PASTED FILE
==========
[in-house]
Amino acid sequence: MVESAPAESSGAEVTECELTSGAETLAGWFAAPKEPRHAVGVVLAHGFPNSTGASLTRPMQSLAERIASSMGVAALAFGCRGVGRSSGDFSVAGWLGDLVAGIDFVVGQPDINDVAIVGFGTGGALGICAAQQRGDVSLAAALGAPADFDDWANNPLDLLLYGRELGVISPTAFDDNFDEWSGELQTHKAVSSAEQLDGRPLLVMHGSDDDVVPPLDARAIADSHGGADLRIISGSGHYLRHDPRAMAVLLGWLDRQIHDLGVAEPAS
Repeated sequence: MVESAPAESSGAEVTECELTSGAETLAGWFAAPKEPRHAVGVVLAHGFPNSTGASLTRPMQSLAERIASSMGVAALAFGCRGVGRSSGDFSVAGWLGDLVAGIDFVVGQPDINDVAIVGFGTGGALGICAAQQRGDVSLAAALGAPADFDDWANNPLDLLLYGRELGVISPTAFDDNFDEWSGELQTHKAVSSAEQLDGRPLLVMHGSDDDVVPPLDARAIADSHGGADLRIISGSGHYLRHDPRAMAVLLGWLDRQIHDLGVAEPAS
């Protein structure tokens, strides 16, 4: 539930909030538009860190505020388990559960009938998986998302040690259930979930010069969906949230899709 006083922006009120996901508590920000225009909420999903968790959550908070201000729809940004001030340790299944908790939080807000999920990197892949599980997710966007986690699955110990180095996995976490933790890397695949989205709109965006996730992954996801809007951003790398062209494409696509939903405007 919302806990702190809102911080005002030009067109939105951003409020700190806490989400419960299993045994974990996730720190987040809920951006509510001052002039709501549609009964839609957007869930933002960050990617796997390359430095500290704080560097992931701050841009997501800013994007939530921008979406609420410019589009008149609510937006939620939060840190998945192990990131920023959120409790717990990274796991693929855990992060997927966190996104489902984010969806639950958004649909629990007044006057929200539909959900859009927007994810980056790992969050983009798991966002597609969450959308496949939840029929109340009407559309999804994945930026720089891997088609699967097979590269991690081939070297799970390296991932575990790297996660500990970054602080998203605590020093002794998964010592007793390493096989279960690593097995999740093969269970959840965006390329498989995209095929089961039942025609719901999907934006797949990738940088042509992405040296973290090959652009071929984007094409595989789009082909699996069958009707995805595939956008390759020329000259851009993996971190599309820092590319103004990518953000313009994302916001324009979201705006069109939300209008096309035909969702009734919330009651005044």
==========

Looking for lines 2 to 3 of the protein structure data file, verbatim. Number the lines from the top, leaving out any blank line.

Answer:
Amino acid sequence: MVESAPAESSGAEVTECELTSGAETLAGWFAAPKEPRHAVGVVLAHGFPNSTGASLTRPMQSLAERIASSMGVAALAFGCRGVGRSSGDFSVAGWLGDLVAGIDFVVGQPDINDVAIVGFGTGGALGICAAQQRGDVSLAAALGAPADFDDWANNPLDLLLYGRELGVISPTAFDDNFDEWSGELQTHKAVSSAEQLDGRPLLVMHGSDDDVVPPLDARAIADSHGGADLRIISGSGHYLRHDPRAMAVLLGWLDRQIHDLGVAEPAS
Repeated sequence: MVESAPAESSGAEVTECELTSGAETLAGWFAAPKEPRHAVGVVLAHGFPNSTGASLTRPMQSLAERIASSMGVAALAFGCRGVGRSSGDFSVAGWLGDLVAGIDFVVGQPDINDVAIVGFGTGGALGICAAQQRGDVSLAAALGAPADFDDWANNPLDLLLYGRELGVISPTAFDDNFDEWSGELQTHKAVSSAEQLDGRPLLVMHGSDDDVVPPLDARAIADSHGGADLRIISGSGHYLRHDPRAMAVLLGWLDRQIHDLGVAEPAS